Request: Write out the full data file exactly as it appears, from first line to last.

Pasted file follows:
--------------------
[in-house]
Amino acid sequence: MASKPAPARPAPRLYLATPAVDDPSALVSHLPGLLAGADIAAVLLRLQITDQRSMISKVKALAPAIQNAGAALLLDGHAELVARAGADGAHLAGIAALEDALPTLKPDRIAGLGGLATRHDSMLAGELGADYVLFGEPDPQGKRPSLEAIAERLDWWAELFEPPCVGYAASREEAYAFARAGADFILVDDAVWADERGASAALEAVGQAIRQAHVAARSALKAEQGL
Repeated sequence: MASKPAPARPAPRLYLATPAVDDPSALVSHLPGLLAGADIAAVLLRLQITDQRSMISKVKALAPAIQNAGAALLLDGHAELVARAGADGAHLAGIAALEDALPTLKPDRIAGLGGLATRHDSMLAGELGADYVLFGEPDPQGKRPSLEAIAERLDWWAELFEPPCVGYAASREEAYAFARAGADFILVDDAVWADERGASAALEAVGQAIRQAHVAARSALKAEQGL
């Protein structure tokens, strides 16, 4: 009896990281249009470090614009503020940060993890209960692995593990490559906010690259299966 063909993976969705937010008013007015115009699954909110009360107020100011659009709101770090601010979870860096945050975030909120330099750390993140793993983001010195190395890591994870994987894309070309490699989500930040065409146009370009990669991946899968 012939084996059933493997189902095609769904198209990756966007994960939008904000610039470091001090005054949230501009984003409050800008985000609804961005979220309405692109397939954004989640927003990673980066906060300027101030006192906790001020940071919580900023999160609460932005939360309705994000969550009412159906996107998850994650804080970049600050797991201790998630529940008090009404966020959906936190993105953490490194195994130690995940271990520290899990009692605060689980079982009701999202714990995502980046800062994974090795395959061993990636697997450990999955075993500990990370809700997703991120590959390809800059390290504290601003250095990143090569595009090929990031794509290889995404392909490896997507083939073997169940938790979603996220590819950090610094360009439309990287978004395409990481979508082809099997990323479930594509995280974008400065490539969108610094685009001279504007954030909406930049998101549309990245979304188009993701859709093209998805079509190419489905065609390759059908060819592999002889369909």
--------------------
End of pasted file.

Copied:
[in-house]
Amino acid sequence: MASKPAPARPAPRLYLATPAVDDPSALVSHLPGLLAGADIAAVLLRLQITDQRSMISKVKALAPAIQNAGAALLLDGHAELVARAGADGAHLAGIAALEDALPTLKPDRIAGLGGLATRHDSMLAGELGADYVLFGEPDPQGKRPSLEAIAERLDWWAELFEPPCVGYAASREEAYAFARAGADFILVDDAVWADERGASAALEAVGQAIRQAHVAARSALKAEQGL
Repeated sequence: MASKPAPARPAPRLYLATPAVDDPSALVSHLPGLLAGADIAAVLLRLQITDQRSMISKVKALAPAIQNAGAALLLDGHAELVARAGADGAHLAGIAALEDALPTLKPDRIAGLGGLATRHDSMLAGELGADYVLFGEPDPQGKRPSLEAIAERLDWWAELFEPPCVGYAASREEAYAFARAGADFILVDDAVWADERGASAALEAVGQAIRQAHVAARSALKAEQGL
């Protein structure tokens, strides 16, 4: 009896990281249009470090614009503020940060993890209960692995593990490559906010690259299966 063909993976969705937010008013007015115009699954909110009360107020100011659009709101770090601010979870860096945050975030909120330099750390993140793993983001010195190395890591994870994987894309070309490699989500930040065409146009370009990669991946899968 012939084996059933493997189902095609769904198209990756966007994960939008904000610039470091001090005054949230501009984003409050800008985000609804961005979220309405692109397939954004989640927003990673980066906060300027101030006192906790001020940071919580900023999160609460932005939360309705994000969550009412159906996107998850994650804080970049600050797991201790998630529940008090009404966020959906936190993105953490490194195994130690995940271990520290899990009692605060689980079982009701999202714990995502980046800062994974090795395959061993990636697997450990999955075993500990990370809700997703991120590959390809800059390290504290601003250095990143090569595009090929990031794509290889995404392909490896997507083939073997169940938790979603996220590819950090610094360009439309990287978004395409990481979508082809099997990323479930594509995280974008400065490539969108610094685009001279504007954030909406930049998101549309990245979304188009993701859709093209998805079509190419489905065609390759059908060819592999002889369909």